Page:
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The Tritone Paradox: Everyone hears something a little bit different

The Tritone Paradox is one of the most well-known variants of the Shepard Illusion, and it's an auditory illusion that works best when you try it out on friends. In the normal Shepard Tone, a scale ascends seemingly forever. But with the Triton Paradox, you'll hear a pair of notes played directly after each other, with a small gap in between called a "tritone."

But these aren't ordinary notes. As you might have guessed, they are a pair of Shepard Tones, and have the same magical properties as their ascending compatriots. According to British musicologist Diana Deutsch, these two tones can either be heard as ascending or descending notes. But here's the interesting part: when you listen to them as a group, you'll probably come up with different interpretations of which note was high, and which was low. Why is this? It's still not exactly clear. However, according to Deutsch, the language you speak and the culture you grew up in plays a major role.

Below you can see an example of the Tritone Paradox:

What you hear is rarely the whole story

There are plenty of other remarkable auditory illusions beside the Tritone Paradox, the McGurk Effect and the Shepard Tone, and more are being discovered all the time. For example, Diana Deutsch also looked into what is known as "pareidolia" – the perception of words or images which make sense from a chaotic, disorganized backdrop. Deutsch rigged up a pair of stereo speakers and played a two-word phrase through them, with one offset so that the first word is overlaid constantly by the second. What results shouldn't make sense, but in experiments, people have heard "phantom" words emerging as their brains struggle to understand what they are hearing. Another fascinating illusion is the "Speech to Song" effect. In this case, the brain seems to turn ordinary speech into a form of song if a phrase is repeated often enough. But not just any phrase will do. Apparently, it needs to be a phrase that has been taken from a longer sentence, and then immediately repeated. After around five or six repetitions, the brain begins to interpret it in a musical way – something that audiologists still can't really explain.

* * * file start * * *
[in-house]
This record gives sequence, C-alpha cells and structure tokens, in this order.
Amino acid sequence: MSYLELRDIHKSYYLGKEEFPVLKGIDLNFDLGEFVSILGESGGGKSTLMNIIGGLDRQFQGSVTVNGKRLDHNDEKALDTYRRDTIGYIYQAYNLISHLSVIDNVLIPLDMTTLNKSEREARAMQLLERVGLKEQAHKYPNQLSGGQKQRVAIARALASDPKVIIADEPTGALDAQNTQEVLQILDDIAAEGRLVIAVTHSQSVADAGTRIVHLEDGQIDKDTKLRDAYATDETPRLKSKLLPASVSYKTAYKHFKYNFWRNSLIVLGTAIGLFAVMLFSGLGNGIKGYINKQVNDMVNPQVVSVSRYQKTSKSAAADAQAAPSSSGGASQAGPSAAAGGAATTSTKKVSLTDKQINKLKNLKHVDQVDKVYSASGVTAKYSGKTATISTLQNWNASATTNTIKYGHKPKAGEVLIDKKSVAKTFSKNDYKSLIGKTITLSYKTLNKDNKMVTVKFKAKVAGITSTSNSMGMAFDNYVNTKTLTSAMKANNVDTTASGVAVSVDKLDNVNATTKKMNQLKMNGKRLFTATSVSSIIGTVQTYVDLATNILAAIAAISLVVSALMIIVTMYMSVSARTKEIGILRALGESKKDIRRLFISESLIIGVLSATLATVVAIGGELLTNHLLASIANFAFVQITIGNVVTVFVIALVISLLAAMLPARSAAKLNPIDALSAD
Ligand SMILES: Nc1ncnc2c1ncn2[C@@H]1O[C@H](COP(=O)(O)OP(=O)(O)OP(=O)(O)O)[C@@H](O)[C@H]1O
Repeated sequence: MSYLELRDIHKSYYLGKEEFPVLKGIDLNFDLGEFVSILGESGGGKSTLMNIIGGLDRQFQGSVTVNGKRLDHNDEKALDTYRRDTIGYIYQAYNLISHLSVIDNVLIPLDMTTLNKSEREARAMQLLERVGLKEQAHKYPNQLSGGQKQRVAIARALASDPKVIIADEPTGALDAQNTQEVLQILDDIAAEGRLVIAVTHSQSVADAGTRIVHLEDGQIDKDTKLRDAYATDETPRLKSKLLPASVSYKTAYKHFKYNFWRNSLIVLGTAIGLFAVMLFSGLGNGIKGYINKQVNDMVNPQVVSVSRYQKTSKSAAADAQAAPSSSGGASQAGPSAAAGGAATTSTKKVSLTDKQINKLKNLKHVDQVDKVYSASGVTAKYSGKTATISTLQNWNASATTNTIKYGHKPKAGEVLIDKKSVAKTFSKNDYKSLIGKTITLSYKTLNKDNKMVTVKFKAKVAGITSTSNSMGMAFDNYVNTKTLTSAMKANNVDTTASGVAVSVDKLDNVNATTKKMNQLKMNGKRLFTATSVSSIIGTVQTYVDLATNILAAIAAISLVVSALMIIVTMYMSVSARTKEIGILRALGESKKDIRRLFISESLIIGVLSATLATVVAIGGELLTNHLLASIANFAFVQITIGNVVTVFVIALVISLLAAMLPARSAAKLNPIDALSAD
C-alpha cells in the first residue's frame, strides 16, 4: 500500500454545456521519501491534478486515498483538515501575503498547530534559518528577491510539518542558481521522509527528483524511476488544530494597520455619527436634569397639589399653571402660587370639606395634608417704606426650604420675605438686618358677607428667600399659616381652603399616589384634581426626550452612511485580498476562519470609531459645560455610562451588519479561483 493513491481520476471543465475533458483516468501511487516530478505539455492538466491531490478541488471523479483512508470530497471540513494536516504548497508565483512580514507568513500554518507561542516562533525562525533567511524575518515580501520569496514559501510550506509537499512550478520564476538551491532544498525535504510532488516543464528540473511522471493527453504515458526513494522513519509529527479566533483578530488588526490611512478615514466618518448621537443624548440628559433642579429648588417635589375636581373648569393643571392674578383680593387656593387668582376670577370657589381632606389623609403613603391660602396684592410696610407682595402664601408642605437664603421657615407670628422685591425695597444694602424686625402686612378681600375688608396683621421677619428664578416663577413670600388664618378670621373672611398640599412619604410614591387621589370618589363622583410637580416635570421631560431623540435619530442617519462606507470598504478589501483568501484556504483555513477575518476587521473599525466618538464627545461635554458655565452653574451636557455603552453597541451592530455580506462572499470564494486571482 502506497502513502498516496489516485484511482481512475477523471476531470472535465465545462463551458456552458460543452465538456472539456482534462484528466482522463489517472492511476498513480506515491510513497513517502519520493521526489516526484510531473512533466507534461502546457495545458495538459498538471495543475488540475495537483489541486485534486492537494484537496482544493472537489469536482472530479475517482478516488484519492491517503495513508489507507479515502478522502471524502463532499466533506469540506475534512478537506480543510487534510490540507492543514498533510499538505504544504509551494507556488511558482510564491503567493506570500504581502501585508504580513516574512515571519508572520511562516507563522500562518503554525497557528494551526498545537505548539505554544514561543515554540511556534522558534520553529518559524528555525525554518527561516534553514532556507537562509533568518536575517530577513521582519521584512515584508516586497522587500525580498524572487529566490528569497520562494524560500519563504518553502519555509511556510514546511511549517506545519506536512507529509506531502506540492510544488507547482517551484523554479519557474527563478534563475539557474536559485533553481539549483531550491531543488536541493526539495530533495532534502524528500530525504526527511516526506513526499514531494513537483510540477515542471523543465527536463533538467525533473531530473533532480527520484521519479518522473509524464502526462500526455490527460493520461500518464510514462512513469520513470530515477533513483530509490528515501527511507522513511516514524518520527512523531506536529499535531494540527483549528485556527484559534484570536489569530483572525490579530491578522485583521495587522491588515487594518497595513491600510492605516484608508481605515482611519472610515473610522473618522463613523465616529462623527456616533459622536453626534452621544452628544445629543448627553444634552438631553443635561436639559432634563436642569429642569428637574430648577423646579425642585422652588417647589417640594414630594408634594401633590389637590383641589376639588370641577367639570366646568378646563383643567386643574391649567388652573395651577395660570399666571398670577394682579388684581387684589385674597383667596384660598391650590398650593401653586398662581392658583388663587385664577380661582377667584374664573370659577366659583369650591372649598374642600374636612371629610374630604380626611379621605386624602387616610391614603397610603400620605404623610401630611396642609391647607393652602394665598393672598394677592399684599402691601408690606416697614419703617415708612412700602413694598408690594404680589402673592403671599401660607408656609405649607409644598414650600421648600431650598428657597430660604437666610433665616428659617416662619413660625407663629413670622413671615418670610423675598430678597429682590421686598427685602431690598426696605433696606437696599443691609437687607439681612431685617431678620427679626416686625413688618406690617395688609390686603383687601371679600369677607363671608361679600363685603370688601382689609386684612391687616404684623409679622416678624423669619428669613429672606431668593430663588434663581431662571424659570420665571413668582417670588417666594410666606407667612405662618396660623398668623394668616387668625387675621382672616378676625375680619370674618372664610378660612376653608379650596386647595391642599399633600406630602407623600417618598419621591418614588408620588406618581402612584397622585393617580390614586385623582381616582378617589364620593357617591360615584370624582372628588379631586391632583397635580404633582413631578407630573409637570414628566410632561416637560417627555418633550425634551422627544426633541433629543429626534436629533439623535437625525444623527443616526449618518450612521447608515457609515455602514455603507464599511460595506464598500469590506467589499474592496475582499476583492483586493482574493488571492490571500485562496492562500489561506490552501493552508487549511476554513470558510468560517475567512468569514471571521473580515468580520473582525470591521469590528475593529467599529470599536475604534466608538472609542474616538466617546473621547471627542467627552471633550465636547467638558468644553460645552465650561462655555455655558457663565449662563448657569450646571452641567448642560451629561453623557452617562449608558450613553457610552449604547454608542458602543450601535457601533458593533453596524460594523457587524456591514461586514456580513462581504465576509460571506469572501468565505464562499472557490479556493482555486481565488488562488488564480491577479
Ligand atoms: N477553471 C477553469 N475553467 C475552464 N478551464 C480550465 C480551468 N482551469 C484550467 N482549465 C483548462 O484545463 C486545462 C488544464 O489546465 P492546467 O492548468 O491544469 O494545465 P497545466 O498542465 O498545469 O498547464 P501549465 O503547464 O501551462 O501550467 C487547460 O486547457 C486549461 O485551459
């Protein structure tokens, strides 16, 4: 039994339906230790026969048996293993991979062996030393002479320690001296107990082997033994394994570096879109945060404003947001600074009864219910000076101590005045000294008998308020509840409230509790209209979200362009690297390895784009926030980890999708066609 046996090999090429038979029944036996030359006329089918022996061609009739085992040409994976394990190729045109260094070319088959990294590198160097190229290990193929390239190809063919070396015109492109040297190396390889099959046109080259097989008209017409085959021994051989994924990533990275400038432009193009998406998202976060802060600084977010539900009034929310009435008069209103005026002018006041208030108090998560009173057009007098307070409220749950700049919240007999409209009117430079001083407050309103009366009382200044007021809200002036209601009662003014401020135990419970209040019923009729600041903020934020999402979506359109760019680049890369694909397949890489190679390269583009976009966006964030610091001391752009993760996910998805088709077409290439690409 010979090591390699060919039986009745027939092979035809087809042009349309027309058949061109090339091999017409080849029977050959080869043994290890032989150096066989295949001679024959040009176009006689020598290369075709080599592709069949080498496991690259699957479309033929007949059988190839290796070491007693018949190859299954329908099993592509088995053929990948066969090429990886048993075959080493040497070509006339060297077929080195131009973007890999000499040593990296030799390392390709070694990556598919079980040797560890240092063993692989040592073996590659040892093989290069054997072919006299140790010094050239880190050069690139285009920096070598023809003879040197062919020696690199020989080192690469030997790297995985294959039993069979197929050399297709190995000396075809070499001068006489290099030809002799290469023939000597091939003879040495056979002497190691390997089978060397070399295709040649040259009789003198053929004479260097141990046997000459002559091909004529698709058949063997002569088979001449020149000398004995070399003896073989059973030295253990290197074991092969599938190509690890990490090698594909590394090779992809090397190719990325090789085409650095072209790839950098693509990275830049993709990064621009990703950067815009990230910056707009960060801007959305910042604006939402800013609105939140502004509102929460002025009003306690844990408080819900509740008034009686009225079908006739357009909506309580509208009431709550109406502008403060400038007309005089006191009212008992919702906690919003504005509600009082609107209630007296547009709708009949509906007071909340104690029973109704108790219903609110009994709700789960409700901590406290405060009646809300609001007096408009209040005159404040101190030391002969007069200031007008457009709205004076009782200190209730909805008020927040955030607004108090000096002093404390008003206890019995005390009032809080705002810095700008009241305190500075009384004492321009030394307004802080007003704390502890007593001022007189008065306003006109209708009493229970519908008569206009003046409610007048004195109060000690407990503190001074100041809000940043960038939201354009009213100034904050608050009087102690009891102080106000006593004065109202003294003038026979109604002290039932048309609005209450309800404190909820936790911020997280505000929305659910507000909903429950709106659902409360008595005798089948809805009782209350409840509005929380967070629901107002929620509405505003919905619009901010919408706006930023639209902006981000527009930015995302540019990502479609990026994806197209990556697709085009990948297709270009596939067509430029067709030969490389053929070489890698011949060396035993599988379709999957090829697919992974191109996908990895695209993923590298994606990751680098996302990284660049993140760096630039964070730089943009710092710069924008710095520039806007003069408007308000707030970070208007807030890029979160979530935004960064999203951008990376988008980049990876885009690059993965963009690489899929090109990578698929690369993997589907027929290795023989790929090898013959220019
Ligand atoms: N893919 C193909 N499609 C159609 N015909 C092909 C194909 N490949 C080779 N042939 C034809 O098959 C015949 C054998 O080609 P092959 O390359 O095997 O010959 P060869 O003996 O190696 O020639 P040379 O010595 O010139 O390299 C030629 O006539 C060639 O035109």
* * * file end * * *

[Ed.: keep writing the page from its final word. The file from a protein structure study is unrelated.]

Why do we experience all these auditory illusions?

The primary reason for auditory illusions is simple: the human ear and brain are capable of some amazing achievements, but it can only do so much. The exterior world is constantly changing and incredibly complex. The ear and brain have a lot of work to do if they want to interpret it and prime the body for action. Evolution has taken plenty of short cuts to ensure that humans can interpret their environment, but the process has left behind plenty of rough edges. These often show up as auditory illusions. And then there's the fact that our hearing is limited. We can (generally) only hear sounds from around 20Hz to 20,000Hz. When tones slip out of or into that range, weird things happen (hence the endless sensation of the Shepard Tone).

Are auditory illusions relevant to hearing aid design and prescription?

Absolutely. In a way, modern hearing aids are a form of auditory illusion in themselves. Manufacturers are constantly trying to replicate the way the human ear works. They also seek to understand how to create electronic representations of data the human brain can perceive. Many hearing aid units use algorithms to process human speech, picking the sounds that seem to fit speech and amplifying them. The knowledge of how sounds behave and how they can be represented mathematically is a crucial aspect of designing devices that produce a reliable, accurate version of reality. So, we need to know how illusions are created. Even if they are fun to get to grips with, these illusions are more than simply tricks. Aside from helping to create exotic musical sounds and sound effects for movies, they contribute to hearing aid development, too.